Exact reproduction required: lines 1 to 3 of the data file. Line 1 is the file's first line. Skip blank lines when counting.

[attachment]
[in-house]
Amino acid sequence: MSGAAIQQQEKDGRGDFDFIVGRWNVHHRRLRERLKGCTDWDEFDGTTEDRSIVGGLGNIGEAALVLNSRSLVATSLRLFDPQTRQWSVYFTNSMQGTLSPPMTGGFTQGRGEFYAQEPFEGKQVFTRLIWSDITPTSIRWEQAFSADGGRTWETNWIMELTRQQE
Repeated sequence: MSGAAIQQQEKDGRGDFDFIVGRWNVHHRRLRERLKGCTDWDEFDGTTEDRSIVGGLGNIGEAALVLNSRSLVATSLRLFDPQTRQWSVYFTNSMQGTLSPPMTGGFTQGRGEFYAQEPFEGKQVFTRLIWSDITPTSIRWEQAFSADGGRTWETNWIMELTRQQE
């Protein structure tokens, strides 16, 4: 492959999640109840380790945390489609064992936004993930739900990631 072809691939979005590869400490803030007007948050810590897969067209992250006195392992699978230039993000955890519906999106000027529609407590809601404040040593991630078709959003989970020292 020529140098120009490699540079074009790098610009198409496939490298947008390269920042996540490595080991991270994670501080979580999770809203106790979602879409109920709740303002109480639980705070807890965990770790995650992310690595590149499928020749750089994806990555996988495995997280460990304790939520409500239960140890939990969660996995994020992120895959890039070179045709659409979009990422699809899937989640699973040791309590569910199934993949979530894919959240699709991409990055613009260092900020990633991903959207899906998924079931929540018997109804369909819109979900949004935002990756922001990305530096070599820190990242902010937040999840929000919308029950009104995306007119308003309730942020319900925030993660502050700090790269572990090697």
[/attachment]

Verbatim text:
[in-house]
Amino acid sequence: MSGAAIQQQEKDGRGDFDFIVGRWNVHHRRLRERLKGCTDWDEFDGTTEDRSIVGGLGNIGEAALVLNSRSLVATSLRLFDPQTRQWSVYFTNSMQGTLSPPMTGGFTQGRGEFYAQEPFEGKQVFTRLIWSDITPTSIRWEQAFSADGGRTWETNWIMELTRQQE
Repeated sequence: MSGAAIQQQEKDGRGDFDFIVGRWNVHHRRLRERLKGCTDWDEFDGTTEDRSIVGGLGNIGEAALVLNSRSLVATSLRLFDPQTRQWSVYFTNSMQGTLSPPMTGGFTQGRGEFYAQEPFEGKQVFTRLIWSDITPTSIRWEQAFSADGGRTWETNWIMELTRQQE